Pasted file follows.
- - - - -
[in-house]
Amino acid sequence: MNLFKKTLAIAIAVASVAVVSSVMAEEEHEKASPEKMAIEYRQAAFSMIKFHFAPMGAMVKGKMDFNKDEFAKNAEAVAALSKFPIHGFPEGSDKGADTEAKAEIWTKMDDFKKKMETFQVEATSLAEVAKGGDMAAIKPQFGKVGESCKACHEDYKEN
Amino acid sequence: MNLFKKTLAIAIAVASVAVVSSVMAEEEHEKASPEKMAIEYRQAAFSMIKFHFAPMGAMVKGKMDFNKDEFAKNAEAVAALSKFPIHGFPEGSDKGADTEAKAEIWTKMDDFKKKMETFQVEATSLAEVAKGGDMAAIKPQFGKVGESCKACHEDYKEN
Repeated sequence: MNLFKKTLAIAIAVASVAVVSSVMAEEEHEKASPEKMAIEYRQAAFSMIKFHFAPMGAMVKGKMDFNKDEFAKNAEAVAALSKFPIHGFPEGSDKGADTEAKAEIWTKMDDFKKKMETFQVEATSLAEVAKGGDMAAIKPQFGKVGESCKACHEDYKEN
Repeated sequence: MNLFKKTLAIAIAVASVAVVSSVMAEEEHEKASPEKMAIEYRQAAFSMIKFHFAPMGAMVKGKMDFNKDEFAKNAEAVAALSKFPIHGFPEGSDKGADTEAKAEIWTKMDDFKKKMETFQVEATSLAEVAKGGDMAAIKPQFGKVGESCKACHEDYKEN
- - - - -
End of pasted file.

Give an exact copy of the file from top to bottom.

[in-house]
Amino acid sequence: MNLFKKTLAIAIAVASVAVVSSVMAEEEHEKASPEKMAIEYRQAAFSMIKFHFAPMGAMVKGKMDFNKDEFAKNAEAVAALSKFPIHGFPEGSDKGADTEAKAEIWTKMDDFKKKMETFQVEATSLAEVAKGGDMAAIKPQFGKVGESCKACHEDYKEN
Amino acid sequence: MNLFKKTLAIAIAVASVAVVSSVMAEEEHEKASPEKMAIEYRQAAFSMIKFHFAPMGAMVKGKMDFNKDEFAKNAEAVAALSKFPIHGFPEGSDKGADTEAKAEIWTKMDDFKKKMETFQVEATSLAEVAKGGDMAAIKPQFGKVGESCKACHEDYKEN
Repeated sequence: MNLFKKTLAIAIAVASVAVVSSVMAEEEHEKASPEKMAIEYRQAAFSMIKFHFAPMGAMVKGKMDFNKDEFAKNAEAVAALSKFPIHGFPEGSDKGADTEAKAEIWTKMDDFKKKMETFQVEATSLAEVAKGGDMAAIKPQFGKVGESCKACHEDYKEN
Repeated sequence: MNLFKKTLAIAIAVASVAVVSSVMAEEEHEKASPEKMAIEYRQAAFSMIKFHFAPMGAMVKGKMDFNKDEFAKNAEAVAALSKFPIHGFPEGSDKGADTEAKAEIWTKMDDFKKKMETFQVEATSLAEVAKGGDMAAIKPQFGKVGESCKACHEDYKEN